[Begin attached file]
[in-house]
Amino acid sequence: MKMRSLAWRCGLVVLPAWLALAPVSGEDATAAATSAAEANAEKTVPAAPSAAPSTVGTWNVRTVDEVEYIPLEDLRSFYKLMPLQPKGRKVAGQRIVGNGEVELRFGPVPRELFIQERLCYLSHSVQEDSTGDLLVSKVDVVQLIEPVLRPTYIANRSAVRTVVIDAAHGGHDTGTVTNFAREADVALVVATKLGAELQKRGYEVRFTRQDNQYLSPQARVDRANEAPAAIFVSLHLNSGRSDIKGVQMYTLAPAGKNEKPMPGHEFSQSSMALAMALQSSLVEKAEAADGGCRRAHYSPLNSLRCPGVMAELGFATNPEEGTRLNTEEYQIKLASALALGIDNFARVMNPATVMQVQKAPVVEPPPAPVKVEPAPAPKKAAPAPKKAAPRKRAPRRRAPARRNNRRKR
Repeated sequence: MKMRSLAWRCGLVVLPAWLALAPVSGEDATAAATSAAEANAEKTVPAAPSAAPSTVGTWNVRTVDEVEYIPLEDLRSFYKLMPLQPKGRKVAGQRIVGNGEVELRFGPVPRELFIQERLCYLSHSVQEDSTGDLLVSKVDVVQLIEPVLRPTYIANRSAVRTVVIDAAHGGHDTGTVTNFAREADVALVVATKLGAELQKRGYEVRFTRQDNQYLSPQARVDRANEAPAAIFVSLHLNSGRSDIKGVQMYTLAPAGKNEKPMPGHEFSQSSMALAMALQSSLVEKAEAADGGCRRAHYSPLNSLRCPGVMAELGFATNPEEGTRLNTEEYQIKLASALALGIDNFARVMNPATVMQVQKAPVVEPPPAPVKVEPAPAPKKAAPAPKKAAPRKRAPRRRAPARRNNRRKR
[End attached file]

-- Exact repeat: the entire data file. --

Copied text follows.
[in-house]
Amino acid sequence: MKMRSLAWRCGLVVLPAWLALAPVSGEDATAAATSAAEANAEKTVPAAPSAAPSTVGTWNVRTVDEVEYIPLEDLRSFYKLMPLQPKGRKVAGQRIVGNGEVELRFGPVPRELFIQERLCYLSHSVQEDSTGDLLVSKVDVVQLIEPVLRPTYIANRSAVRTVVIDAAHGGHDTGTVTNFAREADVALVVATKLGAELQKRGYEVRFTRQDNQYLSPQARVDRANEAPAAIFVSLHLNSGRSDIKGVQMYTLAPAGKNEKPMPGHEFSQSSMALAMALQSSLVEKAEAADGGCRRAHYSPLNSLRCPGVMAELGFATNPEEGTRLNTEEYQIKLASALALGIDNFARVMNPATVMQVQKAPVVEPPPAPVKVEPAPAPKKAAPAPKKAAPRKRAPRRRAPARRNNRRKR
Repeated sequence: MKMRSLAWRCGLVVLPAWLALAPVSGEDATAAATSAAEANAEKTVPAAPSAAPSTVGTWNVRTVDEVEYIPLEDLRSFYKLMPLQPKGRKVAGQRIVGNGEVELRFGPVPRELFIQERLCYLSHSVQEDSTGDLLVSKVDVVQLIEPVLRPTYIANRSAVRTVVIDAAHGGHDTGTVTNFAREADVALVVATKLGAELQKRGYEVRFTRQDNQYLSPQARVDRANEAPAAIFVSLHLNSGRSDIKGVQMYTLAPAGKNEKPMPGHEFSQSSMALAMALQSSLVEKAEAADGGCRRAHYSPLNSLRCPGVMAELGFATNPEEGTRLNTEEYQIKLASALALGIDNFARVMNPATVMQVQKAPVVEPPPAPVKVEPAPAPKKAAPAPKKAAPRKRAPRRRAPARRNNRRKR